Signal Patches Zero-Day Bug in its Android App

 

Signal has patched a critical flaw in its Android app that, in some circumstances, sent random unintended images to contacts without an obvious explanation. 

The flaw was first reported in December 2020 by Rob Connolly on the app's GitHub page. Despite being known for months, Signal has fixed the bug only recently. While the team faced a backlash over this delay, Greyson Parrelli, Signal’s Android developer confirmed fixing the bug recently. As per his response on the same GitHub thread, Signal has patched the flaw with the release of the Signal Android app version 5.17. 

When a user sends an image via the Signal Android app to one of his contacts, the contact would occasionally receive not just the selected image, but additionally a few random, unintended images, that the sender had never sent out, Connolly explained. 

“Standard conversation between two users (let’s call them party A and party B). Party A shares a gif (from built-in gif search). Party B receives the gif, but also some other images, which appear to be from another user (party A has searched their phone and does not remember the images in question). Best case the images are from another contact of B and messages got crossed, worst case they are from an unknown party, who's [sic] data has now been leaked,” Connolly told while describing the flaw.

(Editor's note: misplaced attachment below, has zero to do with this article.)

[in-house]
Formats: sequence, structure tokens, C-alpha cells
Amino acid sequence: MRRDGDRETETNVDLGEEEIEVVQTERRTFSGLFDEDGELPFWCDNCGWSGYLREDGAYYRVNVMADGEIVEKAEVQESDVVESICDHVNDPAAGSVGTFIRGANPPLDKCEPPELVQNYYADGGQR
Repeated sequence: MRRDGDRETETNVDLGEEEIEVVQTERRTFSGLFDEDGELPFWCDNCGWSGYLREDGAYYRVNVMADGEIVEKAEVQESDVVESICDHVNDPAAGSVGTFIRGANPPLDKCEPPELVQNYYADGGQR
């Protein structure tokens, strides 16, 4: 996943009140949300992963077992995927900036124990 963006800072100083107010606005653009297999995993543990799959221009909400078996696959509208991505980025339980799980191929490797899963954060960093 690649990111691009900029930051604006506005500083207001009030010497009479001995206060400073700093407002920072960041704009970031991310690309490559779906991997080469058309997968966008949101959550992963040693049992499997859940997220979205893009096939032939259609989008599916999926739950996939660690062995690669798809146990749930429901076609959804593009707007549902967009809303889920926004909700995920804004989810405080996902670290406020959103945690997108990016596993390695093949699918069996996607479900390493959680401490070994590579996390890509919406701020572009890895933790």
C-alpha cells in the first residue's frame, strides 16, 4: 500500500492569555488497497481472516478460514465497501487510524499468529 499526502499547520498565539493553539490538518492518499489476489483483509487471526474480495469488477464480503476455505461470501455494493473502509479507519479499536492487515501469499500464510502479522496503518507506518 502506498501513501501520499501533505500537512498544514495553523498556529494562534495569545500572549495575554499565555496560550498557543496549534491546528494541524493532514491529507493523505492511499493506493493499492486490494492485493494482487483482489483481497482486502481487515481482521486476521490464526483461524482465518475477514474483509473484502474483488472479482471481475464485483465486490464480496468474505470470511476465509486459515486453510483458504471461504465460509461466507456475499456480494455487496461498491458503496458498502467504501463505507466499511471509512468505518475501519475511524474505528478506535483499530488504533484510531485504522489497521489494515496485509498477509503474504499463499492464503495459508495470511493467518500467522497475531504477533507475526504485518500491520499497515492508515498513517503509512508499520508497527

At this time, the flaw seems to have only impacted the Android version of the app. Signal Android app users should update to the latest version of the app, available on the Google Play store, researchers advised.

Last year in May 2020, cybersecurity researchers at Tenable discovered a flaw in the secure messaging app Signal which allowed threat actors to track user’s locations. Threat actors can track user’s movements just by calling their Signal number — whether or not the user had his contact information. This could be a big problem for victims of stalking, or for activists and journalists who are trying to avoid government or law enforcement detection to leak information or act in a whistleblower capacity, researcher David Wells wrote.

“That feature is not well advertised, and it’s interesting that someone could disclose your location if they’re your contact. Let’s say I have a burner phone and I just ring your phone, and I do it so quickly that all you see is a missed call from some number. Usually, it’ll be somewhat near you. So, I can force that DNS server [near you] to talk to me. By getting that information, I know what DNS server you’re using and I can determine your general location,” Wells explained.